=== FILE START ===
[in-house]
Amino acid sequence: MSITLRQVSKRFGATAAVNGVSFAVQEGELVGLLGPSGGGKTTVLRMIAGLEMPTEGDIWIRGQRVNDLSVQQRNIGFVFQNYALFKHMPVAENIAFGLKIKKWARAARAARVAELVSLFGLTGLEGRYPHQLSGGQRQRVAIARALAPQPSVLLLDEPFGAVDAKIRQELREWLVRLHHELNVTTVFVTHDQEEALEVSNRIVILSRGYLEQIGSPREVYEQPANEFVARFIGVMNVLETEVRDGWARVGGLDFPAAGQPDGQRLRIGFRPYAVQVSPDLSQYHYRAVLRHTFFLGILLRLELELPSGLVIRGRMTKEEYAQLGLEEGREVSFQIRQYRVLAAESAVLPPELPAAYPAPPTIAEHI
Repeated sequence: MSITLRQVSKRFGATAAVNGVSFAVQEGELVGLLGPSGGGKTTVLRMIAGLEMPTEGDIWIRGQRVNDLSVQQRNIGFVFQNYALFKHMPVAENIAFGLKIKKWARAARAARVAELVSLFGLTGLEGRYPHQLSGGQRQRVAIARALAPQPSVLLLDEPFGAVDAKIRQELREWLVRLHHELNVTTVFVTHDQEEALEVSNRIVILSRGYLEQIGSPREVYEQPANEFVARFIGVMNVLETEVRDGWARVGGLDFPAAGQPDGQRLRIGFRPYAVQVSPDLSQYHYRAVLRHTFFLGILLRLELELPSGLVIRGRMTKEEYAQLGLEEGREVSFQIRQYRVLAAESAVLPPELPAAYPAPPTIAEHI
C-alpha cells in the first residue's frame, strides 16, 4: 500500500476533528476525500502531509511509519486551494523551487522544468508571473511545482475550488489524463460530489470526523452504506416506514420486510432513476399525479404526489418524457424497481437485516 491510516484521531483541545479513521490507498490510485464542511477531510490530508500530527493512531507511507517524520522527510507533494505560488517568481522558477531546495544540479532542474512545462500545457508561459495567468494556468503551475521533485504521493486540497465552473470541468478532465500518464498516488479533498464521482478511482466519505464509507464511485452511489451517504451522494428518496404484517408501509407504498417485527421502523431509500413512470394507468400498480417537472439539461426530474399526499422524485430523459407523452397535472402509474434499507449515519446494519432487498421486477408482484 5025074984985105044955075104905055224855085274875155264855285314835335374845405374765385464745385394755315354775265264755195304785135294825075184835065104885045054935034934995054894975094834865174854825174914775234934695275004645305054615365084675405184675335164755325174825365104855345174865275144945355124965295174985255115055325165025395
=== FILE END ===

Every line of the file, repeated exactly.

[in-house]
Amino acid sequence: MSITLRQVSKRFGATAAVNGVSFAVQEGELVGLLGPSGGGKTTVLRMIAGLEMPTEGDIWIRGQRVNDLSVQQRNIGFVFQNYALFKHMPVAENIAFGLKIKKWARAARAARVAELVSLFGLTGLEGRYPHQLSGGQRQRVAIARALAPQPSVLLLDEPFGAVDAKIRQELREWLVRLHHELNVTTVFVTHDQEEALEVSNRIVILSRGYLEQIGSPREVYEQPANEFVARFIGVMNVLETEVRDGWARVGGLDFPAAGQPDGQRLRIGFRPYAVQVSPDLSQYHYRAVLRHTFFLGILLRLELELPSGLVIRGRMTKEEYAQLGLEEGREVSFQIRQYRVLAAESAVLPPELPAAYPAPPTIAEHI
Repeated sequence: MSITLRQVSKRFGATAAVNGVSFAVQEGELVGLLGPSGGGKTTVLRMIAGLEMPTEGDIWIRGQRVNDLSVQQRNIGFVFQNYALFKHMPVAENIAFGLKIKKWARAARAARVAELVSLFGLTGLEGRYPHQLSGGQRQRVAIARALAPQPSVLLLDEPFGAVDAKIRQELREWLVRLHHELNVTTVFVTHDQEEALEVSNRIVILSRGYLEQIGSPREVYEQPANEFVARFIGVMNVLETEVRDGWARVGGLDFPAAGQPDGQRLRIGFRPYAVQVSPDLSQYHYRAVLRHTFFLGILLRLELELPSGLVIRGRMTKEEYAQLGLEEGREVSFQIRQYRVLAAESAVLPPELPAAYPAPPTIAEHI
C-alpha cells in the first residue's frame, strides 16, 4: 500500500476533528476525500502531509511509519486551494523551487522544468508571473511545482475550488489524463460530489470526523452504506416506514420486510432513476399525479404526489418524457424497481437485516 491510516484521531483541545479513521490507498490510485464542511477531510490530508500530527493512531507511507517524520522527510507533494505560488517568481522558477531546495544540479532542474512545462500545457508561459495567468494556468503551475521533485504521493486540497465552473470541468478532465500518464498516488479533498464521482478511482466519505464509507464511485452511489451517504451522494428518496404484517408501509407504498417485527421502523431509500413512470394507468400498480417537472439539461426530474399526499422524485430523459407523452397535472402509474434499507449515519446494519432487498421486477408482484 5025074984985105044955075104905055224855085274875155264855285314835335374845405374765385464745385394755315354775265264755195304785135294825075184835065104885045054935034934995054894975094834865174854825174914775234934695275004645305054615365084675405184675335164755325174825365104855345174865275144945355124965295174985255115055325165025395